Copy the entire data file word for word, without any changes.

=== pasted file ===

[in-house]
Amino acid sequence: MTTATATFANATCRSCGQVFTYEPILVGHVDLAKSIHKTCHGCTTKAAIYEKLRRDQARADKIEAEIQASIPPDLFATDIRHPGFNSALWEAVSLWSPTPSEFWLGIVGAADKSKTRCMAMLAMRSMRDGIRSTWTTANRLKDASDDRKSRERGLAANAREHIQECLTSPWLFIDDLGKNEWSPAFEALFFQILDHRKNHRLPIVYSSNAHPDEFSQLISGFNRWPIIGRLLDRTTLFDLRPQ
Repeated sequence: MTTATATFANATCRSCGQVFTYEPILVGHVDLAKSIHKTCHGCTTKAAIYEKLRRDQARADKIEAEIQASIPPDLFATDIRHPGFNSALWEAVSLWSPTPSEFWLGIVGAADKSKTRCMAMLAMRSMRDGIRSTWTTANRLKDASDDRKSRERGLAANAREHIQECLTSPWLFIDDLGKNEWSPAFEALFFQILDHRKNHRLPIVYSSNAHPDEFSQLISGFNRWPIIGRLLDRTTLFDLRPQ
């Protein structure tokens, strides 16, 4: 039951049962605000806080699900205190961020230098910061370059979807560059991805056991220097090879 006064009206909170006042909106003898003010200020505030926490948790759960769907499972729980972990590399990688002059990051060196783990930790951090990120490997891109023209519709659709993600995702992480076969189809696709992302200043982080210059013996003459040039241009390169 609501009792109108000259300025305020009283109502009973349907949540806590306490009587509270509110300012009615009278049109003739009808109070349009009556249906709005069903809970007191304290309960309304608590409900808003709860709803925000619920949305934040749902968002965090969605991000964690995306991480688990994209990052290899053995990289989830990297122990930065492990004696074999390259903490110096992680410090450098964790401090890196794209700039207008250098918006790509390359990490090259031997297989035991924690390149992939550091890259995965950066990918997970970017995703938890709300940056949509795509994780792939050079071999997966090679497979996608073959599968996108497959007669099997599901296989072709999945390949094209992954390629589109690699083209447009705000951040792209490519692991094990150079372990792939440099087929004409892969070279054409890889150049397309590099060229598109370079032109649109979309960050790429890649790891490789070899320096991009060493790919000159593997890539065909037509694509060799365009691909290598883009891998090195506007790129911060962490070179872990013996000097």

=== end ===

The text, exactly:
[in-house]
Amino acid sequence: MTTATATFANATCRSCGQVFTYEPILVGHVDLAKSIHKTCHGCTTKAAIYEKLRRDQARADKIEAEIQASIPPDLFATDIRHPGFNSALWEAVSLWSPTPSEFWLGIVGAADKSKTRCMAMLAMRSMRDGIRSTWTTANRLKDASDDRKSRERGLAANAREHIQECLTSPWLFIDDLGKNEWSPAFEALFFQILDHRKNHRLPIVYSSNAHPDEFSQLISGFNRWPIIGRLLDRTTLFDLRPQ
Repeated sequence: MTTATATFANATCRSCGQVFTYEPILVGHVDLAKSIHKTCHGCTTKAAIYEKLRRDQARADKIEAEIQASIPPDLFATDIRHPGFNSALWEAVSLWSPTPSEFWLGIVGAADKSKTRCMAMLAMRSMRDGIRSTWTTANRLKDASDDRKSRERGLAANAREHIQECLTSPWLFIDDLGKNEWSPAFEALFFQILDHRKNHRLPIVYSSNAHPDEFSQLISGFNRWPIIGRLLDRTTLFDLRPQ
């Protein structure tokens, strides 16, 4: 039951049962605000806080699900205190961020230098910061370059979807560059991805056991220097090879 006064009206909170006042909106003898003010200020505030926490948790759960769907499972729980972990590399990688002059990051060196783990930790951090990120490997891109023209519709659709993600995702992480076969189809696709992302200043982080210059013996003459040039241009390169 609501009792109108000259300025305020009283109502009973349907949540806590306490009587509270509110300012009615009278049109003739009808109070349009009556249906709005069903809970007191304290309960309304608590409900808003709860709803925000619920949305934040749902968002965090969605991000964690995306991480688990994209990052290899053995990289989830990297122990930065492990004696074999390259903490110096992680410090450098964790401090890196794209700039207008250098918006790509390359990490090259031997297989035991924690390149992939550091890259995965950066990918997970970017995703938890709300940056949509795509994780792939050079071999997966090679497979996608073959599968996108497959007669099997599901296989072709999945390949094209992954390629589109690699083209447009705000951040792209490519692991094990150079372990792939440099087929004409892969070279054409890889150049397309590099060229598109370079032109649109979309960050790429890649790891490789070899320096991009060493790919000159593997890539065909037509694509060799365009691909290598883009891998090195506007790129911060962490070179872990013996000097």